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  • Hepatitis C drug access: Europe is the new Africa

    The remarkably high cure rates being reported with the newest hepatitis C drugs are only likely to be used by a tiny percentage of people who need them.

    30 January 2015 | HIV i-Base
  • Petition: Equitable access to HCV drugs

    We, the undersigned, are organizations of people living with hepatitis C virus (HCV), HIV, and our allies. We believe in equitable access to life-saving treatment for all who need it. We write to express our indignation over Gilead’s pricing and licensing policies for the HCV drug, sofosbuvir.

    30 January 2015 | Petitionbuzz
  • MSF response to Gilead announcement on inclusion of hepatitis C drug GS-5816 in voluntary licence

    GS-5816 is an important anti-hepatitis C compound that, in combination with sofosbuvir, will greatly simplify treatment for developing countries. However, it appears that none of the terms and conditions of the original licence agreement has been changed, meaning that the concerns that MSF has with the licence agreement remain, including the limited geographic scope of the agreement, restrictions on the production and export of active pharmaceutical ingredient, and the inclusion of an ethically and medically controversial and problematic anti-diversion clause.

    27 January 2015 | Médecins Sans Frontières press release
  • Gilead Expands Hepatitis C Generic Licensing Agreements to Include Investigational Pan-Genotypic Agent

    Gilead Sciences, Inc. (Nasdaq:GILD) today announced that the company has expanded its hepatitis C generic licensing agreements to include the investigational NS5A inhibitor GS-5816, which is being evaluated in Phase 3 clinical studies as part of a single tablet regimen that combines the compound and sofosbuvir for the treatment of all six genotypes of hepatitis C. The expanded agreements will allow Gilead’s India-based partners to manufacture GS-5816 and the single tablet regimen of sofosbuvir/GS-5816, once approved, for distribution in 91 developing countries, which together account for 54 percent of the total worldwide population of individuals infected with the hepatitis C virus (HCV).

    27 January 2015 | Gilead press release
  • How India's Patent Office Destroyed Gilead's Global Game Plan

    Sovaldi is a breakthrough drug. Shouldn't that be worth something? "It's important to recognize that what the patent office deals with is whether something is new in science," lawyer Tahir Amin said. "The decision says there are a number of earlier compound structures that are very close to what Gilead is trying to get a patent for. It's a scientific decision and has nothing to do with the utility of the drug."

    19 January 2015 | Bloomberg Businessweek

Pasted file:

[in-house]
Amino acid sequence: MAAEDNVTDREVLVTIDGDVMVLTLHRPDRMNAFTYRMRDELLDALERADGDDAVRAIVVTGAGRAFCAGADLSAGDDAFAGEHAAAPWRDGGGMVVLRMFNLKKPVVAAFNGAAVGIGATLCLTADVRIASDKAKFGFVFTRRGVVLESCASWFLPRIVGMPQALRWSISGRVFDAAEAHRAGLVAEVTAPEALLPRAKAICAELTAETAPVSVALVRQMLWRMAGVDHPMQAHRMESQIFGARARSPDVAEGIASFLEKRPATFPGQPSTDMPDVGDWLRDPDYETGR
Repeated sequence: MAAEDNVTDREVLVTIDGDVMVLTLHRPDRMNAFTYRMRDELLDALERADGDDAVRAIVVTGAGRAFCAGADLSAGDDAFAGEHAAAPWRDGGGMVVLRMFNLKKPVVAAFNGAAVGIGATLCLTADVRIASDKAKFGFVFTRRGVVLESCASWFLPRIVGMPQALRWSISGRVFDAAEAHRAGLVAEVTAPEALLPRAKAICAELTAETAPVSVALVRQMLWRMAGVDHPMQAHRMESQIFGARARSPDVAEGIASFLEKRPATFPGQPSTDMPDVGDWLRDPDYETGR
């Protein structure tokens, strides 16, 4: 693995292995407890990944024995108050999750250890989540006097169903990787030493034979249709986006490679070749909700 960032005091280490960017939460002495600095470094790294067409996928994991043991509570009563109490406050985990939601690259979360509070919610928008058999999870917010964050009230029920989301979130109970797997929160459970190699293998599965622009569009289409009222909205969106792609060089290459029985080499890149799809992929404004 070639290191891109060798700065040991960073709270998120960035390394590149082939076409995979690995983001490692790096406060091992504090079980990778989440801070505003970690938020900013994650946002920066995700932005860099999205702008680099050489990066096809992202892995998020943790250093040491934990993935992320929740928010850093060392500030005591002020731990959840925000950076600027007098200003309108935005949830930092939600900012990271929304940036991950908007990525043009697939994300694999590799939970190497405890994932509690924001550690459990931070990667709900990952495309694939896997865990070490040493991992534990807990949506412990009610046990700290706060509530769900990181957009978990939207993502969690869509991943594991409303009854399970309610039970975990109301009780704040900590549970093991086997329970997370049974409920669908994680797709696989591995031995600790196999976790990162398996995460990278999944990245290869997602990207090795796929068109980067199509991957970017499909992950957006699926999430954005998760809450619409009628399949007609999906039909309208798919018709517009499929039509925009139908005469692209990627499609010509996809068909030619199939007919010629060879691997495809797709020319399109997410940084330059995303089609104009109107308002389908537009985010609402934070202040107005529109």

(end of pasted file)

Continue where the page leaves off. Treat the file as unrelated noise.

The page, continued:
• Merck speeds up drug-submission plans for hep C, lung cancer

    Merck said it planned to file an application with the FDA in the first half of the year for marketing approval for grazoprevir/elbasvir, a new two-drug, single-pill combination to treat hepatitis C.

    13 January 2015 | Reuters
  • New open-access journal in the rapidly developing field of virus eradication

    The Journal of Virus Eradication is a new open-access online and print journal dedicated to the rapidly developing field of virus eradication. It is particularly interested in publishing original research on HIV, hepatitis viruses, HPV, herpes and flu but work on other viruses is also included. The first issue was successfully launched at the HIV and Hepatitis Five Nations Conference in London on 8 December 2014 and is available now on the Journal website:

    23 December 2014 | Mediscript
  • US FDA approves AbbVie hepatitis C drug, costs $83319 for 12 weeks

    U.S. health regulators on Friday approved AbbVie's all-oral treatment for hepatitis C, and the company said the drug would cost $83,319 for a typical 12-week plan, a bit below its huge selling competitor Sovaldi from Gilead Sciences.

    20 December 2014 | Reuters
  • Daclatasvir for hepatitis C: added benefit not proven

    The German Institute for Quality and Efficiency in Health Care (IQWiG) has concluded that data for patients without cirrhosis of the liver who are infected with hepatitis C virus (HCV) genotype 1, and for patients with HCV genotype 4 are not suitable for proving an added benefit of Daklinza (daclatasvir).

    11 December 2014 | German Institute for Quality and Efficiency in Health Care (IQWiG)
  • FDA declines to approve Bristol-Myers hepatitis drug

    Bristol-Myers said the FDA has asked it for data involving use of daclatasvir with other drugs, and that the company is in discussions with the agency about the scope of the required information.

    27 November 2014 | Reuters
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